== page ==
Tags

Type your tag names separated by a space and hit enter

Enhancing Working Memory Training with Transcranial Direct Current Stimulation.
J Cogn Neurosci. 2016 Sep; 28(9):1419-32.JC

Abstract

Working memory (WM) is a fundamental cognitive ability that supports complex thought but is limited in capacity. Thus, WM training interventions have become very popular as a means of potentially improving WM-related skills. Another promising intervention that has gained increasing traction in recent years is transcranial direct current stimulation (tDCS), a noninvasive form of brain stimulation that can modulate cortical excitability and temporarily increase brain plasticity. As such, it has the potential to boost learning and enhance performance on cognitive tasks. This study assessed the efficacy of tDCS to supplement WM training. Sixty-two participants were randomized to receive either right prefrontal, left prefrontal, or sham stimulation with concurrent visuospatial WM training over the course of seven training sessions. Results showed that tDCS enhanced training performance, which was strikingly preserved several months after training completion. Furthermore, we observed stronger effects when tDCS was spaced over a weekend break relative to consecutive daily training, and we also demonstrated selective transfer in the right prefrontal group to nontrained tasks of visual and spatial WM. These findings shed light on how tDCS may be leveraged as a tool to enhance performance on WM-intensive learning tasks.

Authors+Show Affiliations

University of California, Irvine. MIND Research Institute, Irvine, CA.University of Michigan.MIND Research Institute, Irvine, CA.University of California, Irvine.Yale University.University of Michigan.University of California, Irvine.University of Michigan.

Pub Type(s)

Journal Article
Randomized Controlled Trial

Language

eng

PubMed ID

27167403

Citation

Au, Jacky, et al. "Enhancing Working Memory Training With Transcranial Direct Current Stimulation." Journal of Cognitive Neuroscience, vol. 28, no. 9, 2016, pp. 1419-32.
Au J, Katz B, Buschkuehl M, et al. Enhancing Working Memory Training with Transcranial Direct Current Stimulation. J Cogn Neurosci. 2016;28(9):1419-32.
Au, J., Katz, B., Buschkuehl, M., Bunarjo, K., Senger, T., Zabel, C., Jaeggi, S. M., & Jonides, J. (2016). Enhancing Working Memory Training with Transcranial Direct Current Stimulation. Journal of Cognitive Neuroscience, 28(9), 1419-32. https://doi.org/10.1162/jocn_a_00979
Au J, et al. Enhancing Working Memory Training With Transcranial Direct Current Stimulation. J Cogn Neurosci. 2016;28(9):1419-32. PubMed PMID: 27167403.
* Article titles in AMA citation format should be in sentence-case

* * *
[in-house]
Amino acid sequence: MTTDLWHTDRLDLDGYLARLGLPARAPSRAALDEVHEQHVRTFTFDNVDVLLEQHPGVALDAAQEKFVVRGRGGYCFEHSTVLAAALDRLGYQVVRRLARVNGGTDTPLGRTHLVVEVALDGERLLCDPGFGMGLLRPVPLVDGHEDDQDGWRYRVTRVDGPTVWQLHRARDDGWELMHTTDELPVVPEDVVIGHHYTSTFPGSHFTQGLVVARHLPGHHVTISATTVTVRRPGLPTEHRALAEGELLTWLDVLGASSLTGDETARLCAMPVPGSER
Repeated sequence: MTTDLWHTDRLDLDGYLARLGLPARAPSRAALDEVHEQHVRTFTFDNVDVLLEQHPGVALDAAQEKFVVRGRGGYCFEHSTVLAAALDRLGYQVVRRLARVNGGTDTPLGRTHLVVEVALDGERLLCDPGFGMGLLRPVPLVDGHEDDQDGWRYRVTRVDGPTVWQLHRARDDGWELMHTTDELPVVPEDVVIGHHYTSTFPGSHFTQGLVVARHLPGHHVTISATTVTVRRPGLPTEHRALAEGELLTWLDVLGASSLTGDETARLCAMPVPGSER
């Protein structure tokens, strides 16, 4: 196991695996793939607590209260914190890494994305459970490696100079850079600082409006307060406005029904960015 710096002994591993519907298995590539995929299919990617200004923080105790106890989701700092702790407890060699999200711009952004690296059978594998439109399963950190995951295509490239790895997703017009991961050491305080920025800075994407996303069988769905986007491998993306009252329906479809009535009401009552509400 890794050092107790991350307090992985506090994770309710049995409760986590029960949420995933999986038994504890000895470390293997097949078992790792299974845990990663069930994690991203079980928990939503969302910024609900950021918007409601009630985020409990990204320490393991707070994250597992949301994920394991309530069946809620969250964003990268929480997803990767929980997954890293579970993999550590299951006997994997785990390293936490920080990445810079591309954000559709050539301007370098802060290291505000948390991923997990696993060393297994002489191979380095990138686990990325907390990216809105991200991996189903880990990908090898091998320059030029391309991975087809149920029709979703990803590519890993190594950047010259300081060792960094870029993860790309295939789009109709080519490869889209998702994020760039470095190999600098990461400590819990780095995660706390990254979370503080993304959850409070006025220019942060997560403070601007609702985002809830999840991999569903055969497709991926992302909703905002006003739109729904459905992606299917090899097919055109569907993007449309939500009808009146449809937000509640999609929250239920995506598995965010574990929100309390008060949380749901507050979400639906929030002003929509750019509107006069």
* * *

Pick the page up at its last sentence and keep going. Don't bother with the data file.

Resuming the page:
TY - JOUR T1 - Enhancing Working Memory Training with Transcranial Direct Current Stimulation. AU - Au,Jacky, AU - Katz,Benjamin, AU - Buschkuehl,Martin, AU - Bunarjo,Kimberly, AU - Senger,Thea, AU - Zabel,Chelsea, AU - Jaeggi,Susanne M, AU - Jonides,John, Y1 - 2016/05/11/ PY - 2016/5/12/entrez PY - 2016/5/12/pubmed PY - 2017/11/29/medline SP - 1419 EP - 32 JF - Journal of cognitive neuroscience JO - J Cogn Neurosci VL - 28 IS - 9 N2 - Working memory (WM) is a fundamental cognitive ability that supports complex thought but is limited in capacity. Thus, WM training interventions have become very popular as a means of potentially improving WM-related skills. Another promising intervention that has gained increasing traction in recent years is transcranial direct current stimulation (tDCS), a noninvasive form of brain stimulation that can modulate cortical excitability and temporarily increase brain plasticity. As such, it has the potential to boost learning and enhance performance on cognitive tasks. This study assessed the efficacy of tDCS to supplement WM training. Sixty-two participants were randomized to receive either right prefrontal, left prefrontal, or sham stimulation with concurrent visuospatial WM training over the course of seven training sessions. Results showed that tDCS enhanced training performance, which was strikingly preserved several months after training completion. Furthermore, we observed stronger effects when tDCS was spaced over a weekend break relative to consecutive daily training, and we also demonstrated selective transfer in the right prefrontal group to nontrained tasks of visual and spatial WM. These findings shed light on how tDCS may be leveraged as a tool to enhance performance on WM-intensive learning tasks. SN - 1530-8898 UR - https://www.unboundmedicine.com/medline/citation/27167403/Enhancing_Working_Memory_Training_with_Transcranial_Direct_Current_Stimulation_ L2 - http://www.mitpressjournals.org/doi/full/10.1162/jocn_a_00979?url_ver=Z39.88-2003&rfr_id=ori:rid:crossref.org&rfr_dat=cr_pub=pubmed DB - PRIME DP - Unbound Medicine ER -